President Obama announced today that he is tossing aside a long-anticipated plan to strengthen air quality standards for ozone. In this disappointing move, the Administration claims that rejection of this human health safeguard is an effort to minimize “regulatory costs” and “promote economic growth” according to a letter from the White House to the Environmental Protection Agency (EPA). The President is essentially telling us that pollution creates jobs.
EPA officially proposed the stronger, more protective ozone rule in January 2010–shortly after the Bush Administration updated the standards–because the EPA’s independent science advisory committee said the Bush standards were not sufficient to protect public health. Since that time the rule underwent continual delays, worrying many that politics would get in the way of protecting public health. EPA estimated that the ozone rule could have prevented as many as 12,000 premature deaths by 2020, and we are left wondering whether the President’s plan to bolster the economy by allowing ongoing pollution at current levels will apply to other teetering safeguards as well.
As the President made his announcement today, 39 metropolitan regions throughout the United States were under ozone alerts or ozone “action days” because their pollution levels reached unhealthy levels. Six of these alerts are in Tennessee, including one in the Great Smoky Mountains National Park, which also reaches into North Carolina. Georgia and Kentucky are other states in this region suffering from excessive ozone exposure today.
While children miss school days because of asthma attacks and parents miss work because of their own symptoms such as respiratory infections or aggravation of chronic lung disease, President Obama is justifying his decision to abandon an important human health standard as part of a crusade to “underscore the importance of reducing regulatory burdens and regulatory uncertainty.” Such soothing words for the child who is struggling to breath!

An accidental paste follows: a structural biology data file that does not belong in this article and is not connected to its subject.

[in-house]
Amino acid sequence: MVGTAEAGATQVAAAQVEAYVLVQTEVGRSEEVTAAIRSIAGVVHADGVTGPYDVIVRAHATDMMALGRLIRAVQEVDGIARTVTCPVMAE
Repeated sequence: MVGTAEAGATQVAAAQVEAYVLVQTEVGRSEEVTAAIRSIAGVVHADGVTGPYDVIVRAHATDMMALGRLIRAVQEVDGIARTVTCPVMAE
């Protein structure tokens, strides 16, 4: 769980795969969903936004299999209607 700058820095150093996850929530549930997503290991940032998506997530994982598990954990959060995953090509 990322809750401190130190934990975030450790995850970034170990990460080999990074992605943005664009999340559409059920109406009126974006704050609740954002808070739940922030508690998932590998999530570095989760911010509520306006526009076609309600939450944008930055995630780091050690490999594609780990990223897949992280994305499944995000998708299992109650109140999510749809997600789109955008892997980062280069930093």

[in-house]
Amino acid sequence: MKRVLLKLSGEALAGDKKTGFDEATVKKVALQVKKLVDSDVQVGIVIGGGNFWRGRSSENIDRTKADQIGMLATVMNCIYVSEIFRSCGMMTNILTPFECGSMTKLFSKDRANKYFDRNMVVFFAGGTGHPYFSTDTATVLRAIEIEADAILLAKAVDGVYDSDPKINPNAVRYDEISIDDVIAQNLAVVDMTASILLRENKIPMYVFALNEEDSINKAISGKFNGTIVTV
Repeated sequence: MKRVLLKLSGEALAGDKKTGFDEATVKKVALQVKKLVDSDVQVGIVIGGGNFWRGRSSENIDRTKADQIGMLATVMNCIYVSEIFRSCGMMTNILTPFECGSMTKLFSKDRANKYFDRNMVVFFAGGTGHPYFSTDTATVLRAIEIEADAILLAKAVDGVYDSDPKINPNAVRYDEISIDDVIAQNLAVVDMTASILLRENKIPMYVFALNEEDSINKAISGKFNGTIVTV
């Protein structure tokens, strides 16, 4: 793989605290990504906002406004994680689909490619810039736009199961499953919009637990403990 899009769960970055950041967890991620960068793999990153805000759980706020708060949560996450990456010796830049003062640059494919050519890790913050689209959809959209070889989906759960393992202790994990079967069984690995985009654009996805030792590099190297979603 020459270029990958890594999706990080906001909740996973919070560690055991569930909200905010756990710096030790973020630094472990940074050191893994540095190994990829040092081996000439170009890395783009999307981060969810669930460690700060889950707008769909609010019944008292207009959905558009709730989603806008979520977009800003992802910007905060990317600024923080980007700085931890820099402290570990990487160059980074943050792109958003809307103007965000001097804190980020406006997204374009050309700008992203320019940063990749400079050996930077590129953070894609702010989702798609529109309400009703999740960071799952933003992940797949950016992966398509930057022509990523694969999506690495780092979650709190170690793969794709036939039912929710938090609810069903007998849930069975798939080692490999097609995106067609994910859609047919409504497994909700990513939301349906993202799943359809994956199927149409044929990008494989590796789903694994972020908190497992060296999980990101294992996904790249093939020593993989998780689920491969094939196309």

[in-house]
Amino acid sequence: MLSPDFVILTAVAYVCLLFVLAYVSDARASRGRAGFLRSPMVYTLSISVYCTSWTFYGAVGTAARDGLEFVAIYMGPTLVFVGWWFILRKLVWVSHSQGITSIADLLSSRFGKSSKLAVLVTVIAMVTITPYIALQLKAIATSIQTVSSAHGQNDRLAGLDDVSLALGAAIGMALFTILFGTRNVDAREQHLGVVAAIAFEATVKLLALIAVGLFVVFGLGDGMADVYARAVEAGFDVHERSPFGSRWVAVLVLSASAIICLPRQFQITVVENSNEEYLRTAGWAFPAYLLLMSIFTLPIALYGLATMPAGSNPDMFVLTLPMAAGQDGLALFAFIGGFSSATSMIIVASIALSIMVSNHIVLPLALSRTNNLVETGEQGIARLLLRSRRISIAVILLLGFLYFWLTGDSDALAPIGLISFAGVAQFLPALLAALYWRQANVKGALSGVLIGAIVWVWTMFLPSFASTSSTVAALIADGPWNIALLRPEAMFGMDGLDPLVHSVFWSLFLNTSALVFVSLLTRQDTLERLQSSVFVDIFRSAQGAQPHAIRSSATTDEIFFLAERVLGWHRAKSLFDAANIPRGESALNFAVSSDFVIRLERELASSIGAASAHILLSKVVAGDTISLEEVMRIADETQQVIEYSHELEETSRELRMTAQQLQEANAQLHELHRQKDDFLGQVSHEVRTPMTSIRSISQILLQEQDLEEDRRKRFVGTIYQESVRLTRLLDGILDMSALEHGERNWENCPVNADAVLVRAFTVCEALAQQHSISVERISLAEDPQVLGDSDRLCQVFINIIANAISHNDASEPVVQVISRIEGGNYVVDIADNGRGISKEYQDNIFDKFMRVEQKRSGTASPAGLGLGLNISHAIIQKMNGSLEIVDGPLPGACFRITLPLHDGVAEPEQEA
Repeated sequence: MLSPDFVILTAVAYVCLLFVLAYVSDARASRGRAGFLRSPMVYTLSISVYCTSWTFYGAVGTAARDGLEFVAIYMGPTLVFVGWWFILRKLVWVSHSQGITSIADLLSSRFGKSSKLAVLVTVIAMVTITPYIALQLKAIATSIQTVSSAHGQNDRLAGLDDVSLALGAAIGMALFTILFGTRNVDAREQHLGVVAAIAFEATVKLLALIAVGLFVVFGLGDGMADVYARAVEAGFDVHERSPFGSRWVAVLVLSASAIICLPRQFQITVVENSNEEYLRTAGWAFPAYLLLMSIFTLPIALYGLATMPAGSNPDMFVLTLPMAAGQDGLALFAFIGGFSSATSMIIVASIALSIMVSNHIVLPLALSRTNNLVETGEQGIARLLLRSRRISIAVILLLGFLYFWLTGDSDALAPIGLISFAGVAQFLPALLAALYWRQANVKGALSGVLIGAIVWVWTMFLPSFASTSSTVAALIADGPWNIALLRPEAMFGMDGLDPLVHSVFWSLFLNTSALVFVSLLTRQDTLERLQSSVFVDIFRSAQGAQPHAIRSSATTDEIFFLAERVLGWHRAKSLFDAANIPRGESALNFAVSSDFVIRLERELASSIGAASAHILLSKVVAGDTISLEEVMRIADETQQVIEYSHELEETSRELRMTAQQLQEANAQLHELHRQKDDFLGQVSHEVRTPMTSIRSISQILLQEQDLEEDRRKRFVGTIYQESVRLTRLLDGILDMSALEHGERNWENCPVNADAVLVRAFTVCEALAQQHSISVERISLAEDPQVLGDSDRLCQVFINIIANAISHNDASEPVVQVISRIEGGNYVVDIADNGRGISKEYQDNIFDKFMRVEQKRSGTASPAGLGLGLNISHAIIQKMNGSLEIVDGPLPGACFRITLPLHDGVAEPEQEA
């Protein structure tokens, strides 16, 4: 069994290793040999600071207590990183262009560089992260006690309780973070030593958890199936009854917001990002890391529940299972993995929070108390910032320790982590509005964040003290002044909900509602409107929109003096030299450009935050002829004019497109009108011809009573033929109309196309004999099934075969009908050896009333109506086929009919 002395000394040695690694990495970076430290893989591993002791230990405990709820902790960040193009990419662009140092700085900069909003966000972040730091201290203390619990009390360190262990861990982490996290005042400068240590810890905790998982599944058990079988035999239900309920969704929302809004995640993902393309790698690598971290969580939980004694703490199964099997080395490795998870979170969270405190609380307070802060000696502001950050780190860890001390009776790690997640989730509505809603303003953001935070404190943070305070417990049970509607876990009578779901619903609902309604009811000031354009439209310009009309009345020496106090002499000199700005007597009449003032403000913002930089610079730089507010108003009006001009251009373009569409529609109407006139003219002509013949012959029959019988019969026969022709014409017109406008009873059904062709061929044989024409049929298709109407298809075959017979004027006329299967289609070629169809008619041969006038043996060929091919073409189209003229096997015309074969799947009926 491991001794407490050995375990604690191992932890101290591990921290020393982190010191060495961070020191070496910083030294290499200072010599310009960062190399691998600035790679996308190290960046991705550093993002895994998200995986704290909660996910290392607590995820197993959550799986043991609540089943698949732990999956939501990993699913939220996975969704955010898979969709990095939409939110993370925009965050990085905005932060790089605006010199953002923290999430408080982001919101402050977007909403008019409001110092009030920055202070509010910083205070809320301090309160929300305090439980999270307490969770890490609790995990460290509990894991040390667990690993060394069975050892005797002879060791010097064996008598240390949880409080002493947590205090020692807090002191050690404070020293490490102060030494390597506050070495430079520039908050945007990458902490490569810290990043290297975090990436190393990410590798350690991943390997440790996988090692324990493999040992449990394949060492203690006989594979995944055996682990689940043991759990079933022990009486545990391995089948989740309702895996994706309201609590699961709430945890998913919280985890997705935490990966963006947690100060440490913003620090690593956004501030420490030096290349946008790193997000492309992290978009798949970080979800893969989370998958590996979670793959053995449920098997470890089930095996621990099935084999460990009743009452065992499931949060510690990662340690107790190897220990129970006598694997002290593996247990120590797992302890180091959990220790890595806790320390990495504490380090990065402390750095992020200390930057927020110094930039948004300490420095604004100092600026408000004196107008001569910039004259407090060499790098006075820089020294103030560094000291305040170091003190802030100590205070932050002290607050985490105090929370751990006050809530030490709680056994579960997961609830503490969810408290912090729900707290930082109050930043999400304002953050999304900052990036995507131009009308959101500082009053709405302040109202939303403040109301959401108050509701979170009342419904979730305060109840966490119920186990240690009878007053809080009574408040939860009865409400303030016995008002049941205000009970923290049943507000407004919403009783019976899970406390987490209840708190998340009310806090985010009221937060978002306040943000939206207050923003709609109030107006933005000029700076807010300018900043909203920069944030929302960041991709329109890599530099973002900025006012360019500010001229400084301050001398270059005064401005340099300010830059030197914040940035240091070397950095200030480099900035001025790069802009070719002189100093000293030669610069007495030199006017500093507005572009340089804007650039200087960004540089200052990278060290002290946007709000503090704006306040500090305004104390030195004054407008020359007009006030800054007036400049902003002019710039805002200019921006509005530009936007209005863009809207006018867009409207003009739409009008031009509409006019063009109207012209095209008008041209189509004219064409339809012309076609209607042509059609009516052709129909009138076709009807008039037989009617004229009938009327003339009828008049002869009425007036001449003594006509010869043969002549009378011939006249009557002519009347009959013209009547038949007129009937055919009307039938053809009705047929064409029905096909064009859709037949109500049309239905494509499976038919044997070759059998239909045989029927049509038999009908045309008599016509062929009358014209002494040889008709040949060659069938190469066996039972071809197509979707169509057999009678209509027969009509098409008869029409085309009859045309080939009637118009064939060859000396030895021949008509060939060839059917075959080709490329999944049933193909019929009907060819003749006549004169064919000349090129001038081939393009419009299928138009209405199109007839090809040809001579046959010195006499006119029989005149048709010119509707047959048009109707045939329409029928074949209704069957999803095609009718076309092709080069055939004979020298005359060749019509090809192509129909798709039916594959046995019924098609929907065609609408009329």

Unfortunately, the ozone rule is not the only rule that has languished while the President withers under political pressure. Critical safeguards such as those related to coal ash storage and climate change, are also still pending as the President prostrates himself to the coal-powered electric industry and their followers in Congress. By abandoning this important ozone rule the Administration has fallen for industry’s regulatory train wreck argument.
The question is whether the loss of new ozone protections is a sign of things to come or whether there is a silver lining here to salvage other critical environmental rules. If he is now supporting the train wreck argument, then hopefully, the President feels that today’s decision has sufficiently cleared the tracks so that EPA’s other critical environmental protection proposals will have a freer passage. But for an administration that won on the premise of HOPE that would translate to action, it is disconcerting that “hope,” in its most basic definition, seems to be all we have left to rely on rather than concrete protections for our families’ health.
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